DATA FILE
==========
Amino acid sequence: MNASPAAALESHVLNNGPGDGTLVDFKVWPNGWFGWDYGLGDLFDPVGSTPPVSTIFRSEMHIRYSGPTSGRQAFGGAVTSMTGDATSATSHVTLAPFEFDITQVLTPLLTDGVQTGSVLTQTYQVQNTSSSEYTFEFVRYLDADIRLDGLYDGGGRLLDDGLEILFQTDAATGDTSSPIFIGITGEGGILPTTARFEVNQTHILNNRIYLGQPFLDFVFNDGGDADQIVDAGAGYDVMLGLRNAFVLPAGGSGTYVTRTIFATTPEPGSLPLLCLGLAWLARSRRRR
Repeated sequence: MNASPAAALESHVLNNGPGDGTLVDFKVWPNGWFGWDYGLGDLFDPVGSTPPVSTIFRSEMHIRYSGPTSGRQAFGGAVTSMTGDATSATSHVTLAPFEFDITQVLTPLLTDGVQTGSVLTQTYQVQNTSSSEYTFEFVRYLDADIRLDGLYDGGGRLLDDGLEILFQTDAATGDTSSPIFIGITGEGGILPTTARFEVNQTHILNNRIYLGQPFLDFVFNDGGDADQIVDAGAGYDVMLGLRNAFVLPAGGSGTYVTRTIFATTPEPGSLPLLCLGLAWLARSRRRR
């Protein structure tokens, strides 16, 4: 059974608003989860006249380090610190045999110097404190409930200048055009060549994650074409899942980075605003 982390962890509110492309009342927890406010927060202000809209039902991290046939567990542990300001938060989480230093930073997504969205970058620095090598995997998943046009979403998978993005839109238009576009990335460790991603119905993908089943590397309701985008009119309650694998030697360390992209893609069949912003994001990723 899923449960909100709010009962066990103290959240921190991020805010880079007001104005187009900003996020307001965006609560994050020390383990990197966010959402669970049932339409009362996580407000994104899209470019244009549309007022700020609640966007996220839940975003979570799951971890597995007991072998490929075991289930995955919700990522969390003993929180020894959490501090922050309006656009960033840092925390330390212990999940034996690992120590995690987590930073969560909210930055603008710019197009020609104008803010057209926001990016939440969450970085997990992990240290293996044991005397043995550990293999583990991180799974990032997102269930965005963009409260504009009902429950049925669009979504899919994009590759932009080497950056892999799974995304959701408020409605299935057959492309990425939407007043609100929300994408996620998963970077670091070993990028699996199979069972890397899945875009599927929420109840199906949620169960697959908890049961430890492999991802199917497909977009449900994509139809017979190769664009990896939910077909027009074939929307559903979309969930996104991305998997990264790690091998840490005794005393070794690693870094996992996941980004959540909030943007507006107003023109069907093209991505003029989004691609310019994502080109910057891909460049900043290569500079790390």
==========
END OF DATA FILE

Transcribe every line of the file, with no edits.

Amino acid sequence: MNASPAAALESHVLNNGPGDGTLVDFKVWPNGWFGWDYGLGDLFDPVGSTPPVSTIFRSEMHIRYSGPTSGRQAFGGAVTSMTGDATSATSHVTLAPFEFDITQVLTPLLTDGVQTGSVLTQTYQVQNTSSSEYTFEFVRYLDADIRLDGLYDGGGRLLDDGLEILFQTDAATGDTSSPIFIGITGEGGILPTTARFEVNQTHILNNRIYLGQPFLDFVFNDGGDADQIVDAGAGYDVMLGLRNAFVLPAGGSGTYVTRTIFATTPEPGSLPLLCLGLAWLARSRRRR
Repeated sequence: MNASPAAALESHVLNNGPGDGTLVDFKVWPNGWFGWDYGLGDLFDPVGSTPPVSTIFRSEMHIRYSGPTSGRQAFGGAVTSMTGDATSATSHVTLAPFEFDITQVLTPLLTDGVQTGSVLTQTYQVQNTSSSEYTFEFVRYLDADIRLDGLYDGGGRLLDDGLEILFQTDAATGDTSSPIFIGITGEGGILPTTARFEVNQTHILNNRIYLGQPFLDFVFNDGGDADQIVDAGAGYDVMLGLRNAFVLPAGGSGTYVTRTIFATTPEPGSLPLLCLGLAWLARSRRRR
């Protein structure tokens, strides 16, 4: 059974608003989860006249380090610190045999110097404190409930200048055009060549994650074409899942980075605003 982390962890509110492309009342927890406010927060202000809209039902991290046939567990542990300001938060989480230093930073997504969205970058620095090598995997998943046009979403998978993005839109238009576009990335460790991603119905993908089943590397309701985008009119309650694998030697360390992209893609069949912003994001990723 899923449960909100709010009962066990103290959240921190991020805010880079007001104005187009900003996020307001965006609560994050020390383990990197966010959402669970049932339409009362996580407000994104899209470019244009549309007022700020609640966007996220839940975003979570799951971890597995007991072998490929075991289930995955919700990522969390003993929180020894959490501090922050309006656009960033840092925390330390212990999940034996690992120590995690987590930073969560909210930055603008710019197009020609104008803010057209926001990016939440969450970085997990992990240290293996044991005397043995550990293999583990991180799974990032997102269930965005963009409260504009009902429950049925669009979504899919994009590759932009080497950056892999799974995304959701408020409605299935057959492309990425939407007043609100929300994408996620998963970077670091070993990028699996199979069972890397899945875009599927929420109840199906949620169960697959908890049961430890492999991802199917497909977009449900994509139809017979190769664009990896939910077909027009074939929307559903979309969930996104991305998997990264790690091998840490005794005393070794690693870094996992996941980004959540909030943007507006107003023109069907093209991505003029989004691609310019994502080109910057891909460049900043290569500079790390």